When ‘As Good As It Gets’ Ain’t All That Good

When ‘As Good As It Gets’ Ain’t All That Good

Generally speaking, a market that's forward-looking is conceptualized as a good thing. Forward-looking in this context is synonymous with what I'll call "prescient efficiency." It's not just that equities (for example) price in currently available information, they also pull forward forthcoming information or, more formally, "expected future outcomes." Of course, markets are just collectives of people and headline-parsing algorithms, both of whom/which are fallible. People can miscalculate, mi
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5 thoughts on “When ‘As Good As It Gets’ Ain’t All That Good

  1. I really would like our dear host to discuss the CBO output gap projections more. Also – I hadn’t looked at an output gap graph in a while and was a bit surprised to find out FRED graph had a positive output gap in 2018/2019.

    Sure, the economy wasn’t doing badly and unemployment was relatively low… but, iirc, wage growth was still fairly meek and the labor participation rate still well below historical averages… in those conditions, it feels strange to say the economy had no more spare capacity… unless the industrial/service sector output capacity has been destroyed in recent years/the last decade?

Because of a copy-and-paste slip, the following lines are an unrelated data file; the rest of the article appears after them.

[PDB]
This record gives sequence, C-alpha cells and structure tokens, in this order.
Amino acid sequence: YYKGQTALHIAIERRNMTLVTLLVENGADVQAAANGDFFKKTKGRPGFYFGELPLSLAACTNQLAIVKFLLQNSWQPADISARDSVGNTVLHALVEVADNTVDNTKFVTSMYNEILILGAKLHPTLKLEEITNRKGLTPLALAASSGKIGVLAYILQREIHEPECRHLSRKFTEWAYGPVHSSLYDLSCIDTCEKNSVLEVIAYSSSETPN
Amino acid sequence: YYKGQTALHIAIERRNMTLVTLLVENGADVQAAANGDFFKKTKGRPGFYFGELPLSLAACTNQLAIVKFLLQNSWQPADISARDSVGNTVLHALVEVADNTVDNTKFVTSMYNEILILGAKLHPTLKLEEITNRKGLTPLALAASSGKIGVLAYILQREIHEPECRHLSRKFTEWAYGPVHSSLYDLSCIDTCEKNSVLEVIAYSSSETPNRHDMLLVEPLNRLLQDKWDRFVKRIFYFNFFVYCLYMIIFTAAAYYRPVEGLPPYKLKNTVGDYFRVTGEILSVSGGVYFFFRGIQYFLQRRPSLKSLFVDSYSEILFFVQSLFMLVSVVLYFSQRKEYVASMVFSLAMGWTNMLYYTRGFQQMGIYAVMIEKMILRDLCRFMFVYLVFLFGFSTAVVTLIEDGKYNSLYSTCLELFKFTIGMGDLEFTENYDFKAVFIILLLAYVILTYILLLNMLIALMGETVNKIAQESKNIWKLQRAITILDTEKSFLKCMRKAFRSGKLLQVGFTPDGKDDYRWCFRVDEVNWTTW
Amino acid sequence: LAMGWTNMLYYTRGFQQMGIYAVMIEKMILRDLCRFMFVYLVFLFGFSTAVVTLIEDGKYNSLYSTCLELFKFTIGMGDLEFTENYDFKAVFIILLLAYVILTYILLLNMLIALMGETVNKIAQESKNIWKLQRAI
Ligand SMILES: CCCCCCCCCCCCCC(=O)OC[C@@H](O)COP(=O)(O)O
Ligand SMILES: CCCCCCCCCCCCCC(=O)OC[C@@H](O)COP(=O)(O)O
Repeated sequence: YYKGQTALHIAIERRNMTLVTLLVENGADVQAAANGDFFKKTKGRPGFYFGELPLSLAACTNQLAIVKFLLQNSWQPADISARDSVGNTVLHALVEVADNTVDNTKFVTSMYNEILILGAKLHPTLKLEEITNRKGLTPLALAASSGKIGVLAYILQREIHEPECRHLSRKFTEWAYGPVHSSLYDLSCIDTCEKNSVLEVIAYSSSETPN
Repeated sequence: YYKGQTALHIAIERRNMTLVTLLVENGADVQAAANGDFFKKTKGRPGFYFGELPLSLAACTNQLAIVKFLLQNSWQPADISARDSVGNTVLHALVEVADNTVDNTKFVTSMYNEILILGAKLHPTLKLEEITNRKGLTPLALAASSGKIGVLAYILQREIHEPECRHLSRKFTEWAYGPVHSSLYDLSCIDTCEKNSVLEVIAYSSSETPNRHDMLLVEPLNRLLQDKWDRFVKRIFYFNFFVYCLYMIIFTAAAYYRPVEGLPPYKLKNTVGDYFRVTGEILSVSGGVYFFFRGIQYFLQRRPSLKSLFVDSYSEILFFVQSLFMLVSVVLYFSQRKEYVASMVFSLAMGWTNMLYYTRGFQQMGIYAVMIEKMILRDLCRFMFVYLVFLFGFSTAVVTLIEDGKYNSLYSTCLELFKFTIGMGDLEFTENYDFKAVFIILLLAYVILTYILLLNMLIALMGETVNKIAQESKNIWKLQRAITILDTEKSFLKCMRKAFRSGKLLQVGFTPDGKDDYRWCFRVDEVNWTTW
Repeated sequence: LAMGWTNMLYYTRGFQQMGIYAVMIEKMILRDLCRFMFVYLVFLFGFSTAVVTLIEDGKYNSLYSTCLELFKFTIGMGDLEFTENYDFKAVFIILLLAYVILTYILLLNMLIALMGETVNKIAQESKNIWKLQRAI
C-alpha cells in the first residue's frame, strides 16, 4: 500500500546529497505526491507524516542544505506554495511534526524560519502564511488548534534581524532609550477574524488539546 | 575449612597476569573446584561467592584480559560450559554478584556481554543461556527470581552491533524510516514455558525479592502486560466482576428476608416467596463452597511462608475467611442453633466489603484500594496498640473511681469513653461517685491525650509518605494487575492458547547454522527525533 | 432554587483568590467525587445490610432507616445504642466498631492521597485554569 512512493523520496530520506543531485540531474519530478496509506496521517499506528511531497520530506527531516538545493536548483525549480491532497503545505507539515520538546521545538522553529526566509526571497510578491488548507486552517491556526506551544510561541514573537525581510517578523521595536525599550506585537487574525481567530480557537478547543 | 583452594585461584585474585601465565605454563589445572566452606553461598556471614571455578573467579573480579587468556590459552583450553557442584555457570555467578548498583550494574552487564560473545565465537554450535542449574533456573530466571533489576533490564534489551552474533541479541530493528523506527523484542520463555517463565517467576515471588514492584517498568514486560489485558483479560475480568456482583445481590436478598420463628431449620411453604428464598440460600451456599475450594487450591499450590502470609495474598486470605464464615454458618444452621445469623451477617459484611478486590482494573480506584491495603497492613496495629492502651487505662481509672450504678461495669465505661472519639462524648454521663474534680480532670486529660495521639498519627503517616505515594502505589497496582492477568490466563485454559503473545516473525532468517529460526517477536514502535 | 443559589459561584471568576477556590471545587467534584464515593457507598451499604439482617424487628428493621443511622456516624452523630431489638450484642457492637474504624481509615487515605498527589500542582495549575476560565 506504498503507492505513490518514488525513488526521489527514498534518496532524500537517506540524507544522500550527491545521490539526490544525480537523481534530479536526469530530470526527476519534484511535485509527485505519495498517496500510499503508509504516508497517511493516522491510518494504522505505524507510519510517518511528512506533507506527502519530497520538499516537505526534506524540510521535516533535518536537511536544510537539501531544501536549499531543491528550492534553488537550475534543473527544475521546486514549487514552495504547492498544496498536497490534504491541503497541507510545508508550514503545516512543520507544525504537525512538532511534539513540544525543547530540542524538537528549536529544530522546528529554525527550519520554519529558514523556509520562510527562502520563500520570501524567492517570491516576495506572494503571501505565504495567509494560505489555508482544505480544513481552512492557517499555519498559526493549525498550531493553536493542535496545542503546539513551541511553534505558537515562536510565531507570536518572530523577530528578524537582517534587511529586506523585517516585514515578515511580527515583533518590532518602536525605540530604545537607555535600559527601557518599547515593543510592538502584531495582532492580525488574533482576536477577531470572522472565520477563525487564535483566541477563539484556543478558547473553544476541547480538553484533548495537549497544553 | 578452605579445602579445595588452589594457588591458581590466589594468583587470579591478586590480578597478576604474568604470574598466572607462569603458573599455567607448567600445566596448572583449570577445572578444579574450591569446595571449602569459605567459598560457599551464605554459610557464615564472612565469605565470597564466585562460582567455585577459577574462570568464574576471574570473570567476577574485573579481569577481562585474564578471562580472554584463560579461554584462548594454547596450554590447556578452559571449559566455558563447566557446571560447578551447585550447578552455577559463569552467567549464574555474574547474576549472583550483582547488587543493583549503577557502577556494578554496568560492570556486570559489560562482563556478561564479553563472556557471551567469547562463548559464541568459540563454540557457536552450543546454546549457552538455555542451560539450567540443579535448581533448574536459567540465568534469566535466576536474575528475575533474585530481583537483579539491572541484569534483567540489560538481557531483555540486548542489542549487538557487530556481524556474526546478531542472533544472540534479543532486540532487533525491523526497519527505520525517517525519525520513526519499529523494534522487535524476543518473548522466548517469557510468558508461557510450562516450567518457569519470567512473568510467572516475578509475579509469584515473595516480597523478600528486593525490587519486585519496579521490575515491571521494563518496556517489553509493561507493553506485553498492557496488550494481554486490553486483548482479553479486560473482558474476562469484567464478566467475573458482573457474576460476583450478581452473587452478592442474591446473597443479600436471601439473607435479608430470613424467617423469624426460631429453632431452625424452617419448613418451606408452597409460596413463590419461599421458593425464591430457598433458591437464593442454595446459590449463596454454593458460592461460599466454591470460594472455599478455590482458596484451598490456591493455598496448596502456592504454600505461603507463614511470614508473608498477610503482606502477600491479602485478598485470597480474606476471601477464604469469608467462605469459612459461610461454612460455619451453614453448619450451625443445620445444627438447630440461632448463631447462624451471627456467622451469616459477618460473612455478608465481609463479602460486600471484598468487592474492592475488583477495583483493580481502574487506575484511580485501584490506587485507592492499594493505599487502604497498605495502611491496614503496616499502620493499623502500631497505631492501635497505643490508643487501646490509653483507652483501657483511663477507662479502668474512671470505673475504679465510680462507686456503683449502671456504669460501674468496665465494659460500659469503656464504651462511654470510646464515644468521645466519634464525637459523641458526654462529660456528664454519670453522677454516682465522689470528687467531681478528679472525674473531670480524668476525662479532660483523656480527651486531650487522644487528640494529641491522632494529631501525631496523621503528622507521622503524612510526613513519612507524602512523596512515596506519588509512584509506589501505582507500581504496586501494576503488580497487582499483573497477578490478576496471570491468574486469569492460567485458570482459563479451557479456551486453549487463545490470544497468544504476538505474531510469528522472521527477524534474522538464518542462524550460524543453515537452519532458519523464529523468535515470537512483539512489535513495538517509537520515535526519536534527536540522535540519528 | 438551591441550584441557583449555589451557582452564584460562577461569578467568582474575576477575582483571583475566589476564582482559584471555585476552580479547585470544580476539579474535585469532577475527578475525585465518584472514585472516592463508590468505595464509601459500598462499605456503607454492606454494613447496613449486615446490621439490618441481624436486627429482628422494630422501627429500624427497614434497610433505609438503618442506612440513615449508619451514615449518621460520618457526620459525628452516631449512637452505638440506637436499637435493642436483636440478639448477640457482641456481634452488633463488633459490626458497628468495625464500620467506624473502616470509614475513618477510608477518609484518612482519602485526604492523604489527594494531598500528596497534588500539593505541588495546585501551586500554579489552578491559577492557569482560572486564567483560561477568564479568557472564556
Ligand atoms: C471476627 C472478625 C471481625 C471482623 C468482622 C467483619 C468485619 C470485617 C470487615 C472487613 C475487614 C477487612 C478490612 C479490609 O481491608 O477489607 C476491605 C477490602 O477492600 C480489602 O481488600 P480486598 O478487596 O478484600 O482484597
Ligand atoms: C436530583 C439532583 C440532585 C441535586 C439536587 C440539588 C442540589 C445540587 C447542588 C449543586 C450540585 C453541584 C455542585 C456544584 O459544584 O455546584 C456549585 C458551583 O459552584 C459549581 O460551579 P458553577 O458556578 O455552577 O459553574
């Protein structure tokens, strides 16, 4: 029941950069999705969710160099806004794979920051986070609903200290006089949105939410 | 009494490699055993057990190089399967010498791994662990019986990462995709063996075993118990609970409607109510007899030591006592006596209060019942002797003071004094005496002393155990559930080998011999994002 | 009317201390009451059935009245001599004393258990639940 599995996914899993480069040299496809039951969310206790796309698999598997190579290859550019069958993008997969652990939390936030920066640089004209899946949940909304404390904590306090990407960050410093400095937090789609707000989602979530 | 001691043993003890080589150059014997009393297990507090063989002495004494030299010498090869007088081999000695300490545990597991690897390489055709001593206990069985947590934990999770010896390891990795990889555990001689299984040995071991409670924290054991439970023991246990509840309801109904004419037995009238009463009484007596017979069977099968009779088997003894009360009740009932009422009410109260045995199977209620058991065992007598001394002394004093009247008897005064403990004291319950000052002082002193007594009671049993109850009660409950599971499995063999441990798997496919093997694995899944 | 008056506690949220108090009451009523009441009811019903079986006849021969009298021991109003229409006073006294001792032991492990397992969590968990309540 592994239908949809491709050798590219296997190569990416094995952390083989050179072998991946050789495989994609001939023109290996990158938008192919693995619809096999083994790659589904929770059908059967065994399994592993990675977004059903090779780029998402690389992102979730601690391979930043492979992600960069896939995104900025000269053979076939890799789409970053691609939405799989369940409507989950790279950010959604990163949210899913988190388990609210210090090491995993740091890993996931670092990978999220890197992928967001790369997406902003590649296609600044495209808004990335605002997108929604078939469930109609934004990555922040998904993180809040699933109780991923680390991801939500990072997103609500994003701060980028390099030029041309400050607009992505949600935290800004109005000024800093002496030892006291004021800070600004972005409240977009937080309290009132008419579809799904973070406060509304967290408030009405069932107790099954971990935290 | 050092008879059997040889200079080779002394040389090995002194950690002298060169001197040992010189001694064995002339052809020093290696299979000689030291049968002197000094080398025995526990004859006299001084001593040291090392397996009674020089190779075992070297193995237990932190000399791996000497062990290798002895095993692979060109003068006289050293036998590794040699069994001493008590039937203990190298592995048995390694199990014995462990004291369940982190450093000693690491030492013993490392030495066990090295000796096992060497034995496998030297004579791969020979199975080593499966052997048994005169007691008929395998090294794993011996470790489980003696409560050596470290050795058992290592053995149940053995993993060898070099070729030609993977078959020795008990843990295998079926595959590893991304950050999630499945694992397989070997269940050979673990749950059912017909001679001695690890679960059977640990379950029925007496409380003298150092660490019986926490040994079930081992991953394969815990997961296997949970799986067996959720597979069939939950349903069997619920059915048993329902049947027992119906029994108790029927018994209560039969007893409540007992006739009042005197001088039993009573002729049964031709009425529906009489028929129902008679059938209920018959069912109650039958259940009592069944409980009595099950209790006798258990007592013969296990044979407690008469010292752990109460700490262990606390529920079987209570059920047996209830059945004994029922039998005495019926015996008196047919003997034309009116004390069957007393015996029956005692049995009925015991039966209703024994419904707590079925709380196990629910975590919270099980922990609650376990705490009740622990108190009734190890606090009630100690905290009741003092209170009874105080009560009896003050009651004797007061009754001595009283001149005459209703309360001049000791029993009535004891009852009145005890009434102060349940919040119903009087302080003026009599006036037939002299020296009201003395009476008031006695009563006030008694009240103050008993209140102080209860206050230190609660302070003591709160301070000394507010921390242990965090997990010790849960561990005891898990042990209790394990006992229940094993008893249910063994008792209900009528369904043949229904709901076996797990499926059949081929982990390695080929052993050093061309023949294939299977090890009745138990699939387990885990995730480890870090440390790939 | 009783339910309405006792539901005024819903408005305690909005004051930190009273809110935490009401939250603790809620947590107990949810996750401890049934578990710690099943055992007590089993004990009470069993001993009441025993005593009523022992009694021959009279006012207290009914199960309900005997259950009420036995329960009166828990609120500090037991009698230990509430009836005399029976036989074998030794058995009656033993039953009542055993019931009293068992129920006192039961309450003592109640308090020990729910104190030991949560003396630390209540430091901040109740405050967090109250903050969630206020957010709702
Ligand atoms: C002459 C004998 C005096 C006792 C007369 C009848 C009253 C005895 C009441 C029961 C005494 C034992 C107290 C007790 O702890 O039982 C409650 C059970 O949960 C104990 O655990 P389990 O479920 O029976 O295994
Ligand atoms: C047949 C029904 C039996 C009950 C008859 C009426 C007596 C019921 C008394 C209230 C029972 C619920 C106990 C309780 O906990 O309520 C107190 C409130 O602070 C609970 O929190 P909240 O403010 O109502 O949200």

2. There are times when simplification becomes an asset in devising a workable forward strategy or revealing an exit door that is not obvious. I appreciated the complexity and mystery of all this but did find myself seemingly trapped between a Yogi Berra quote or two and my legendary chainsaw that could run backwards. One thing for sure is the near future will bring even more than just one or two surprises that none of us anticipate. Glad the weekend is over !!

  3. Two thoughts: 1) a guy named Werner Heisenberg (name sound familiar) was the first to propose that there is a limit to how well one can specify the position and momentum of a particle (e.g. an electron). One implication is that attempting to measure the position and momentum of the particle interferes with the properties of the particle. Applying this to markets, you can imagine that the act of forecasting the future behavior of markets interferes with that behavior. (Yeah, comparing electrons to markets is worse than comparing apples to oranges). 2) Isn’t it widely stated that the Fed and Treasury will tolerate or promote inflation in order to inflate away the national debt? And widely believed that this is the only way to manage the debt? (neglecting the MMT arguments for the moment)

  4. I agree, I thought inflation was the plan all along. It’s just finally showing up. I guess we need to decide if it is only supply constraints, or real wage pressures. We have to remember this disruption was epic in its intensity and duration. Wierd things will happen as the dust settles.

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